‘Tis the season to be taken advantage of.
Between November and December 2016, Americans will spend approximately $800 billion, the National Retail Federation predicts.
Add to that tens of billions of dollars lost on scams: E-cards loaded with malware, phony charities, credit card skimmers — and even fake puppies. And a variety of new shopping and payment apps such as Venmo, an app for sending and receiving payments, make victims out of otherwise savvy people.
Because Venmo confirms money transfers instantly, it can be misleading as bank transactions can take days to clear, and in the meantime, a victim could have sent out the goods or done a service before actually getting the money — which would never come.
One rampant scheme this year is the shipping phish — an email telling you there’s been an error with a shipment and that you need to confirm some information for it to be completed. Adding another layer of fraud is that the email contains a link to a bogus website.
“Amazon emails that lead to a fake site or offer coupons and sales have been particularly big this year,” Steven Weisman, Bentley University law professor and founder of the Scamicide blog, told Metro.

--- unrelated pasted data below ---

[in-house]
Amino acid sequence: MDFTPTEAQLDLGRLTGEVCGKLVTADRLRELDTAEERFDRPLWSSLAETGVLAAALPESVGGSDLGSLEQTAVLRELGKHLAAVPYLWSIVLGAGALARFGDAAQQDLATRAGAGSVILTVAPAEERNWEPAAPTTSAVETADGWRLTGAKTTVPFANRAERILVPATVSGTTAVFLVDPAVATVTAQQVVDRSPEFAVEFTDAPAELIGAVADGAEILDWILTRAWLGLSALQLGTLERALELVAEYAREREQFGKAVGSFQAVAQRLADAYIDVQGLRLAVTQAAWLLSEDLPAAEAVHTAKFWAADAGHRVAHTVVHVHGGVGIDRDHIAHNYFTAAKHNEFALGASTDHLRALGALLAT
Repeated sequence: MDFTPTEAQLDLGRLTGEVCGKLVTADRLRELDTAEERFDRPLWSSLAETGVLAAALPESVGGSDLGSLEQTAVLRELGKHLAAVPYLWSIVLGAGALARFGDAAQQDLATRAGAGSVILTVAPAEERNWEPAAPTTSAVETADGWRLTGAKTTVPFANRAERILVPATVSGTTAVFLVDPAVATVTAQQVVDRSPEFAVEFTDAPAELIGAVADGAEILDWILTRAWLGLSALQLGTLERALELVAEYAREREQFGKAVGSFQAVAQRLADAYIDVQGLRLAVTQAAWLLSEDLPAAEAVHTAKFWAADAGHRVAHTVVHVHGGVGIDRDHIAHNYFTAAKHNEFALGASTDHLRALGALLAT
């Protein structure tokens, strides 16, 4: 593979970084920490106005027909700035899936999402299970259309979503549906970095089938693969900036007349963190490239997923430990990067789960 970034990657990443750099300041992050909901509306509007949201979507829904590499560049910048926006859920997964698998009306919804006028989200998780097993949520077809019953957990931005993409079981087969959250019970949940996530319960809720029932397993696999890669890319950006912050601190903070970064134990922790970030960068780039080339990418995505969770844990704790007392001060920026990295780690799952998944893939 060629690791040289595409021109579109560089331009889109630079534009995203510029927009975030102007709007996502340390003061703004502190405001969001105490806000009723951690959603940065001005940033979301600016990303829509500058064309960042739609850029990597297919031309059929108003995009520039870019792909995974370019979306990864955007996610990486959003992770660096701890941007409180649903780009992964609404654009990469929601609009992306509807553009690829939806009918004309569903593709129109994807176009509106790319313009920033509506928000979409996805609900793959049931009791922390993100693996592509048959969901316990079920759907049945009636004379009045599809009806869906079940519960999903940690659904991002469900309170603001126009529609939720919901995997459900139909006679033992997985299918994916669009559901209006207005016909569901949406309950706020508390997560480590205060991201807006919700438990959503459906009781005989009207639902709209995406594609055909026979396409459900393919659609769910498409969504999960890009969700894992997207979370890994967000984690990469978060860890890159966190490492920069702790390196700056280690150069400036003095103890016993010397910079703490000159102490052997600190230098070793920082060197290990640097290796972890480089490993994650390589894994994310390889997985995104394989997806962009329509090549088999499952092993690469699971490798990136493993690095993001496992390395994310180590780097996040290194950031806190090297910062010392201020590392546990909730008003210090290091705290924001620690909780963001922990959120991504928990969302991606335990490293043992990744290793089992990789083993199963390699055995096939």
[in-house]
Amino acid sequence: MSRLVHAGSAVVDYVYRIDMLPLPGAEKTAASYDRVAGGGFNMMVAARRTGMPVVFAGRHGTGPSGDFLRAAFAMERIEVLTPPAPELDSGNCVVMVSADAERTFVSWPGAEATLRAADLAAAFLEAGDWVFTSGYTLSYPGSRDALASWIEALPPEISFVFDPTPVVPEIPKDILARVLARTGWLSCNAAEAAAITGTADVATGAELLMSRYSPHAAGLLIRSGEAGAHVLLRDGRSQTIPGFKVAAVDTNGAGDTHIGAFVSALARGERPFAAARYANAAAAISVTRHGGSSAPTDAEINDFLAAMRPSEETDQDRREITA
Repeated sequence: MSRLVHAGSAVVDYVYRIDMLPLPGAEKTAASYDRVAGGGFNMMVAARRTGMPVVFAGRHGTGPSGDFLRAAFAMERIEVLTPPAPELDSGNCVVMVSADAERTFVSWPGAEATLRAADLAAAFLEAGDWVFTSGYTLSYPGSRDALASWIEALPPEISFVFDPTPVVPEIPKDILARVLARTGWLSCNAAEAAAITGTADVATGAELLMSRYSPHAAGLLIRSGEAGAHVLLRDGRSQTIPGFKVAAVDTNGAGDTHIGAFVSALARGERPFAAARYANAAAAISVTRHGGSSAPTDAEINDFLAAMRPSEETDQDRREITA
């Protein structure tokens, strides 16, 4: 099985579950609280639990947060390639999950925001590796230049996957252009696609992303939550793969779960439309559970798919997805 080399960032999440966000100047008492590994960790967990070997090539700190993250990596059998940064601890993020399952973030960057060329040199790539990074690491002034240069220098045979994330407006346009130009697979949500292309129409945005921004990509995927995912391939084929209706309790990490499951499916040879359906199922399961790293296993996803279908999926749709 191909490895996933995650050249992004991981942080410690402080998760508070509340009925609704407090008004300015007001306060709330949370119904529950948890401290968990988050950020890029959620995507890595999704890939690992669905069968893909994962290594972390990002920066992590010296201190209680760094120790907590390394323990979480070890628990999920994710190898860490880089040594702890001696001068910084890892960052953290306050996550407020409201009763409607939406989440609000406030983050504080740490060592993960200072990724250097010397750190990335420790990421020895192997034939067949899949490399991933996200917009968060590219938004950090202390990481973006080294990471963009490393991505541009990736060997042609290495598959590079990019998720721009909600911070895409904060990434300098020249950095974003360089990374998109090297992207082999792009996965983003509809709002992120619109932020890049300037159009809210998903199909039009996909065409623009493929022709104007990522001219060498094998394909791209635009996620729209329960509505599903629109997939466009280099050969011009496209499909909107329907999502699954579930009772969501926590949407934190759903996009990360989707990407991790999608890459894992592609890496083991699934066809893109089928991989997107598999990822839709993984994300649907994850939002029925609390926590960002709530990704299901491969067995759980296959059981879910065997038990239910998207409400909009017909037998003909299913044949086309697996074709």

Making matters worse, he said, is that people are shopping on their phones using public Wi-Fi as it makes for easy hacking.
“People don’t take the same security precautions they do on a computer and don’t have security software installed, or a password,” he said. Websites and apps continue to run unknowingly, and there’s often less control over cookies and background data.
Also trending this year: the puppy scam.
“It looks like you’re going to an American Kennel Club approved seller, and people are paying for a dog to get shipped but they never get the dog,” Weisman said. He added that often the site will take a photo from somewhere else. You can find the real source using Google’s Inside Search tool.
Weisman said a big one for the holidays is the gift card drain: Scammers go into a store and scan the pin and card numbers off of the rack of gift cards, and then check online when the card is sold and activated, when it’s then possible to make online purchases.
“Only buy gift cards from behind the counter,” he advised.
Be a conscientious swiper.“Strip cards are particularly vulnerable to these days because of skimmers. New Yorkers are at a high risk for skimmers,” as the ATMs around the city can easily be fitted with the information skimming devices fitted on the outside or hidden on the inside.
Weisman’s final words of wisdom: Using a debit card to shop is a big mistake, as the liability laws won’t cover fraud if you don’t report it right away, and in the meantime you’ll be locked out of your checking account as they investigate. Credit cards have liability protection. Furthermore —chip cards are much safer than strip cards, because they change the account number with each transaction, so any intercepted info is useless.
Better Business Bureau lists the top scams for the 2016 holiday season:
1. Look-alike websites
2. Fake shipping notifications
3. E-cards with malware
4. Send a letter from Santa
5. Loved-one in need
6. Phony charities
7.Temporary holiday jobs
8. Unusual forms of payment
9. Free gift cards
10. Social media gift exchanges
11. Puppy scams
12. Fake coupons